7. Mike says:

    There was an abundance of truly exceptional music in the 1960s and Davy Jones was a talented part of it. Here’s his career in a nutshell:

    In 1963 Davy Jones snagged a Tony Award nomination for his role in the Broadway musical Oliver!

    In November 1965, Michael Nesmith, Peter Tork, Davy Jones and Micky Dolenz were cast as The Monkees. It debuted on September 12, 1966 and ran for two seasons. Fifty-eight half-hour programs were produced over an 18-month period, and the show won two Emmy awards in 1967.

    Their recording success outstripped even their television exposure with five platinum albums and a half dozen gold singles.
    Davy sang lead on their iconic #1 “Daydream Believer,” and the follow up #3 “Valleri.”
    Davy also took the lead on the hit “A Little Bit Me, A Little Bit You,” which reached #2 on the Billboard charts.
    The group’s second album, MORE OF THE MONKEES, spent 70 weeks on the Billboard charts,and they had four number one albums in the span of just one year. They also held the number one spot on the Billboard album chart for 31 consecutive weeks.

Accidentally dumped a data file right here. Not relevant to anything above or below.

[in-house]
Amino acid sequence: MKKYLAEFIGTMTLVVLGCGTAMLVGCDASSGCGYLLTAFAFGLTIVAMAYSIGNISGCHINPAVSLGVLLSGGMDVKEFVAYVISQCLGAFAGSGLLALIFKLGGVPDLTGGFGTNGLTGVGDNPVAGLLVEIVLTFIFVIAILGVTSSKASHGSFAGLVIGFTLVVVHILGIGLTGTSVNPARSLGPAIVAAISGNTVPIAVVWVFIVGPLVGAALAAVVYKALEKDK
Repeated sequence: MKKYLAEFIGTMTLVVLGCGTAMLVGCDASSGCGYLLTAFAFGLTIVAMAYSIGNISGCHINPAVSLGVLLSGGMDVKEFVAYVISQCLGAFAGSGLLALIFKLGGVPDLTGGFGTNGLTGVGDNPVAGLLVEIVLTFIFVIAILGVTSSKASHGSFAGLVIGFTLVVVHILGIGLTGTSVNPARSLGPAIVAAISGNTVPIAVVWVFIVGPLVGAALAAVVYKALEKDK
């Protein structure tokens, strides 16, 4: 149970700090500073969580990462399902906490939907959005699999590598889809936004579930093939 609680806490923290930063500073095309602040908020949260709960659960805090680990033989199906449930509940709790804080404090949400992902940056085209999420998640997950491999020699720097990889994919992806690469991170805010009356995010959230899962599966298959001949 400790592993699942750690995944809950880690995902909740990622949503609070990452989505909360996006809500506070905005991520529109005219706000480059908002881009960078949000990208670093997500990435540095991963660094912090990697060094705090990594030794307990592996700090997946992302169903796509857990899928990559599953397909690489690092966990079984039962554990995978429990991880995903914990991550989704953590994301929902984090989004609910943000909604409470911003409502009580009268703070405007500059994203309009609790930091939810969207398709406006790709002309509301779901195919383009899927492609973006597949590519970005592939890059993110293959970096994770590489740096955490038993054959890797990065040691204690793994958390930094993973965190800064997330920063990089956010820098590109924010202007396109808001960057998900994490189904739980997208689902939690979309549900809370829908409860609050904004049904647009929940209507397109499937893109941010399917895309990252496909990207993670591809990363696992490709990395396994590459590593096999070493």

In 1968, Davy starred with The Monkees in the legendary cult-film, Head, written by Jack Nicholson.

    The Monkees officially broke up as a band in 1970.
    But in 1986, MTV ran a marathon of Monkees TV episodes, igniting a fevered revival resulting in a sold-out arena tour and renewed record sales. At one point during this period, seven of the group’s legendary albums sat on the Billboard charts at once.

    Davy Jones has left behind an immeasurable mark on music and pop culture history. As a member of The Monkees, Davy has brightened people’s lives for nearly 50 years. From their debut and the ensuing Monkee-mania of the ’60s, to their extraordinary revival in the ’80s, it’s clear that Davy and his music has made an impact on more than just one generation.

    RIP Davy Jones … and thank you.